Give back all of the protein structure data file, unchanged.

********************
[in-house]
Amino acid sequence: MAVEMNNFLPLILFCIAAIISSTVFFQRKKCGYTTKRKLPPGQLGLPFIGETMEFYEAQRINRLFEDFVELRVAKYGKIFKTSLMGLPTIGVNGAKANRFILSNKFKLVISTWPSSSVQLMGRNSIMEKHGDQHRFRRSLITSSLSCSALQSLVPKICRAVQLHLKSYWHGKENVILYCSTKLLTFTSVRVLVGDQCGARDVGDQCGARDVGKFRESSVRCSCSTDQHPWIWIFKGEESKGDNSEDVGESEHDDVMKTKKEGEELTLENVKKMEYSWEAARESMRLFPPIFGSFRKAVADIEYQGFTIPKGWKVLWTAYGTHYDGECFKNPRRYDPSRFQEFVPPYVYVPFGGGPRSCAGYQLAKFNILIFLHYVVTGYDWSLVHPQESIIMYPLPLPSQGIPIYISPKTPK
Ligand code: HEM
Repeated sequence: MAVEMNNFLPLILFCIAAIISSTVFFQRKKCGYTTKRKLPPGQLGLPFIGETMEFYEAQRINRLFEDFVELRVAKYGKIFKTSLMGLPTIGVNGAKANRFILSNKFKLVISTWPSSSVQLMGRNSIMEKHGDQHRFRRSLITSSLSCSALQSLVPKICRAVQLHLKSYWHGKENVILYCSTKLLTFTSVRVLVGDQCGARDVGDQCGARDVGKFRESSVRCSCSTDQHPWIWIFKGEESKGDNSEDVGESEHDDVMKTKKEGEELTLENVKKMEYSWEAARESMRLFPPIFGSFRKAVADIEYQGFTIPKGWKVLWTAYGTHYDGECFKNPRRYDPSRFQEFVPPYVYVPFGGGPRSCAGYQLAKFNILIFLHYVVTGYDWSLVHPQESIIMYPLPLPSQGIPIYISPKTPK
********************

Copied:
[in-house]
Amino acid sequence: MAVEMNNFLPLILFCIAAIISSTVFFQRKKCGYTTKRKLPPGQLGLPFIGETMEFYEAQRINRLFEDFVELRVAKYGKIFKTSLMGLPTIGVNGAKANRFILSNKFKLVISTWPSSSVQLMGRNSIMEKHGDQHRFRRSLITSSLSCSALQSLVPKICRAVQLHLKSYWHGKENVILYCSTKLLTFTSVRVLVGDQCGARDVGDQCGARDVGKFRESSVRCSCSTDQHPWIWIFKGEESKGDNSEDVGESEHDDVMKTKKEGEELTLENVKKMEYSWEAARESMRLFPPIFGSFRKAVADIEYQGFTIPKGWKVLWTAYGTHYDGECFKNPRRYDPSRFQEFVPPYVYVPFGGGPRSCAGYQLAKFNILIFLHYVVTGYDWSLVHPQESIIMYPLPLPSQGIPIYISPKTPK
Ligand code: HEM
Repeated sequence: MAVEMNNFLPLILFCIAAIISSTVFFQRKKCGYTTKRKLPPGQLGLPFIGETMEFYEAQRINRLFEDFVELRVAKYGKIFKTSLMGLPTIGVNGAKANRFILSNKFKLVISTWPSSSVQLMGRNSIMEKHGDQHRFRRSLITSSLSCSALQSLVPKICRAVQLHLKSYWHGKENVILYCSTKLLTFTSVRVLVGDQCGARDVGDQCGARDVGKFRESSVRCSCSTDQHPWIWIFKGEESKGDNSEDVGESEHDDVMKTKKEGEELTLENVKKMEYSWEAARESMRLFPPIFGSFRKAVADIEYQGFTIPKGWKVLWTAYGTHYDGECFKNPRRYDPSRFQEFVPPYVYVPFGGGPRSCAGYQLAKFNILIFLHYVVTGYDWSLVHPQESIIMYPLPLPSQGIPIYISPKTPK